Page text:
38,325 days…a life truly lived

Yesterday, May 2nd is a tough day around this house. My mother was uncharacteristically quiet and I had no interest in pushing her to talk about it. I knew why, and wasn’t going to bring it up.

Over the course of several May 2nds for the last 16 years, my mother had lost her father, her mother, and her 2nd husband. My Grandfather, a wonderful man who I have written more than one tribute to passed in 2002. He lived until 92, I miss him terribly but he didn’t owe anyone anything. My Grandmother died in 2015, 12 years to the day that my Grandfather passed. That was no coincidence, despite her semi-conscious state she knew what she was doing. 1 year ago, on May 2nd, my mother lost her second shot at love when her husband of 3 months passed from lung cancer. He lasted 10 days from diagnosis to departure. May 2nd is, safe to say, her least favorite day of the year.But she doesn’t talk about her problems, she bottles them up and shoves them down deep where they can’t be felt.

I felt guilty being in a good mood yesterday knowing she was in such pain. I couldn’t help it. The sun was out, I was on the deck blogging in view of my beloved duck pond. I washed my truck without sucking wind and I was finally starting to feel better. I was grateful for all of the support I have gotten from friends, family and the WP community. As my buddy Bojana pointed out, I have been fortunate enough to have some wonderful people in my life. Especially those that have passed on. Instead of mourning, on March 2nd of this year, I chose to celebrate the memory of my Grandmother.

It is hard to be sad about losing someone who lived almost 105 years. In my estimation she graced God’s green Earth for 38,325 days give or take.

Born in 1910, Marion Francis Barnes lost her parents in a house fire when she was only ten years old. She was raised by her Grandmother, a tough as nails Yankee woman with ties to the Mayflower and as deft with a wooden spoon as a Ninja warrior and his sword. I barely knew her, but I heard the stories. She did an admirable job of raising Marion and her sister Bertha, both finishing High School as strong, independent women, as the Great Depression in 1929 ravaged the country. She wasn’t entirely unscathed by the atmosphere of the times, pictures of her then suggest a very serious, proper woman who valued etiquette and upbringing. If one didn’t know better, she was a snob. In actuality, the purest example of a New England “Blue-blooded” Yankee.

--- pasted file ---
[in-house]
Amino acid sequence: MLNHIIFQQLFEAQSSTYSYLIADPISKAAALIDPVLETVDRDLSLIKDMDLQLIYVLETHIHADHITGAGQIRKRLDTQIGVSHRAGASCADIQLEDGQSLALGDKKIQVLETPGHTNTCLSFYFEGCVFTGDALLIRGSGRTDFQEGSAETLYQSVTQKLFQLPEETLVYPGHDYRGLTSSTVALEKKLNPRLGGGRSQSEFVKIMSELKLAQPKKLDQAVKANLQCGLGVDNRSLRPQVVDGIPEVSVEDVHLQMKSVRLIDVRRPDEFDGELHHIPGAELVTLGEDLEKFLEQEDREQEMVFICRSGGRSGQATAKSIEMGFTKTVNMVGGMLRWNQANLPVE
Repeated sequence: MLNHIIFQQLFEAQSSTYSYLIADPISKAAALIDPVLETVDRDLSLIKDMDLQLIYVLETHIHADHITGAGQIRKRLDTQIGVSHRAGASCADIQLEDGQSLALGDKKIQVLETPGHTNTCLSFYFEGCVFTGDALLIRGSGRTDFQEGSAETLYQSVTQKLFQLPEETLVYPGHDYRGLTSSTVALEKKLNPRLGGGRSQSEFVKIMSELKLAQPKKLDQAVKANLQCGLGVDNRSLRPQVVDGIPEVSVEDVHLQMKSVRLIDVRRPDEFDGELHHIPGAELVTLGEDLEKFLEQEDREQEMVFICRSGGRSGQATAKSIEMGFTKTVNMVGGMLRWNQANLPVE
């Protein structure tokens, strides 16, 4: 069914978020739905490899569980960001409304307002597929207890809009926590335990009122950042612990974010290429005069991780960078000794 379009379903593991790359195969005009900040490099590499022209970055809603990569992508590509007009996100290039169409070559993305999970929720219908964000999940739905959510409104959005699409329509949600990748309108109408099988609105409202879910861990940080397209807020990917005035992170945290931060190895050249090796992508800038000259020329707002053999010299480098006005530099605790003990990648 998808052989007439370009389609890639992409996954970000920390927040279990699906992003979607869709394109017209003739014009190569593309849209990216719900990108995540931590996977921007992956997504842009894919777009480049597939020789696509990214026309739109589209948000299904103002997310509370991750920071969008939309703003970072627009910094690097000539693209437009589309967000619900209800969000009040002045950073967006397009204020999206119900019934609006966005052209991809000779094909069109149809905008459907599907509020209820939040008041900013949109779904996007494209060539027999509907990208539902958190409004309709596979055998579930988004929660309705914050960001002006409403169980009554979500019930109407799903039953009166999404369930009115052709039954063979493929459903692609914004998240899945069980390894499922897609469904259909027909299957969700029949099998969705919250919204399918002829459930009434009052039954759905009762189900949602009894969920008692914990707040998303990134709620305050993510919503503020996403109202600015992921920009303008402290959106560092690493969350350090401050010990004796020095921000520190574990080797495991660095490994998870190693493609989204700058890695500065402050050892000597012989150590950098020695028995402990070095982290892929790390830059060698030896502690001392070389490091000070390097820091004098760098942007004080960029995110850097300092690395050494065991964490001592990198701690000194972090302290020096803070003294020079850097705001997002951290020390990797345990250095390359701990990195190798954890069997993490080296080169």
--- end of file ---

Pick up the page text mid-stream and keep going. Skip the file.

Marion would become a victim of the wiley charms of my future Grandfather, a hard-working young man who didn’t worry about his future because he could build, paint, repair, rebuild and refurbish anything. Another skill, he was not fazed by her Yankee sensibilities and I suspect that he was the first person to ever make her laugh. The unlikely couple married in 1935 and began their life of 65 years together. Family was the main goal, and once the house was built, by him, my Grandmother conceived 3, and lost, 2 babies. One was a miscarriage and one a stillborn.  She became pregnant for the fourth time with my mother just before my grandfather enlisted in the Navy Seabees and went to fight in the Pacific in WW2. He tirelessly wrote her letters. I have them in a box, all of them expressing his love for her, his son Charles and my mother. I’ve read the letters, one thing that stood out was the guilt when he missed penning one letter a day.

Marion was busy doting over my mother. Having lost 2 children already, nothing was going to happen to Charles and my mother. She worried about her husband, feverishly wrote letters to him and friends and patiently waited for him to come home and resume their lives together. They, as one single couple, embodied the Greatest Generation. True to the nature of the said generation, when he came home, he didn’t relax. He didn’t talk or complain about what he saw (he saw a lot as I would later learn) but instead, he started making up for lost time.

My Grandfather returned from active duty in 1947. He spent 2 years working on battleships once the Pacific campaign was over. Charles was 6, my mother was 2. They acted as if they never skipped a beat. They would almost never be seen apart after that. Theirs was s love story for the ages.  Life went on and they were a big, happy family again. But it was not without heartbreak, tragedy and incidents that tested the concrete foundation of their marriage.

Tragedy would strike a mere year later.

To be continued…